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Tax credit reform should focus on one issue: the marginal rate

Widespread concern over the financial impact of the Government’s planned tax credit changes on Britain’s poorest workers is understandable. Although the intentions of the plans – to reduce the deficit and to move to a high wage, low welfare economy – are commendable, they fail to achieve a fundamental principle: to ensure work pays.

As originally set out, the Chancellor’s plans to lower the withdrawal threshold and increase the taper rate would have exacerbated the existing high marginal tax rate faced by the lowest paid. This high marginal tax rate has remained the fundamental flaw in the tax credits system since its introduction by Gordon Brown, as it undermines the incentives of recipients to increase their income.

The Government must now make sure that those workers whom tax credits are intended to help are not discouraged even further to aspire to earn more. As the Chancellor now returns to the drawing board he should use the opportunity to fix Britain’s broken tax credit system once and for all.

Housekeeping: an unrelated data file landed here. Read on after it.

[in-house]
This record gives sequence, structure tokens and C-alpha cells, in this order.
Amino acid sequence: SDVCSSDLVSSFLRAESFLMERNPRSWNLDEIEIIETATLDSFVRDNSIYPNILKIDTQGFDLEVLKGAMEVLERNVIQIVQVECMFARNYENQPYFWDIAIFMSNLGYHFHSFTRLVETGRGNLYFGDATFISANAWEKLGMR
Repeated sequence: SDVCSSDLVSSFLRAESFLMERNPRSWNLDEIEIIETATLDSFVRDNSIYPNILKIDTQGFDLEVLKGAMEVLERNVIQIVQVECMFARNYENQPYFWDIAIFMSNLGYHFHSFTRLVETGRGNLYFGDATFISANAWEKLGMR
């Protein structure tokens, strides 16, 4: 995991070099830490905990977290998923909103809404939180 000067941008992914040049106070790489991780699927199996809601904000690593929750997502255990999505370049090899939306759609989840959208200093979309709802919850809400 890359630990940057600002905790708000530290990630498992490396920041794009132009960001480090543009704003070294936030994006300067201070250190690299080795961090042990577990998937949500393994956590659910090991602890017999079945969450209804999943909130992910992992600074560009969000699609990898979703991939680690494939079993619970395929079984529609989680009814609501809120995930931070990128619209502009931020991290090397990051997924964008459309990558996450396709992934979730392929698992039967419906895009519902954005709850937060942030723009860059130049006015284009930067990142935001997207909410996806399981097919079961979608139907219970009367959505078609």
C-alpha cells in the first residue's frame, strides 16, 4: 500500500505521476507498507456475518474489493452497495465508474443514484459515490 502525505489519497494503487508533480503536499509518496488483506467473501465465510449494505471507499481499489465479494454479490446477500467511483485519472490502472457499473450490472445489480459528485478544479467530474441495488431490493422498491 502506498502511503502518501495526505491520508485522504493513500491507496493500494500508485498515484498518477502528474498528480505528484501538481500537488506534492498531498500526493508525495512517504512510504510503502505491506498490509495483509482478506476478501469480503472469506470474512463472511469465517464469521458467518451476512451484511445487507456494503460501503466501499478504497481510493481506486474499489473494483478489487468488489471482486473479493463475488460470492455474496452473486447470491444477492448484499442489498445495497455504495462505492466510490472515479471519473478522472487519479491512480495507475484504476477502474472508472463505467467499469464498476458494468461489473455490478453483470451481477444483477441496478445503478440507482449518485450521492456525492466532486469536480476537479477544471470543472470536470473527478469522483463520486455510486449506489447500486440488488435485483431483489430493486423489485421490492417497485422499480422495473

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James Pilditch, Rupert Darwall & Tim Knox - Thursday 29th October 2015

James joined the Centre for Policy Studies in April 2014 having previously worked at the Centre for Economics and Business Research.

Rupert Darwall is a corporate strategist, economist and author. He was special adviser to Chancellor of the Exchequer in 1993, and also worked at the Conservative Research Department. He has also advised a number of blue-chip companies on M&A, regulatory, licensing and competition issues.

Tim Knox was Director of the CPS from 2011-2017. Before he was Director, Tim was the Editor at the CPS - a position in which he was responsible for publishing papers by every Conservative leader since Mrs Thatcher as well as by hundreds of leading academics and opinion formers.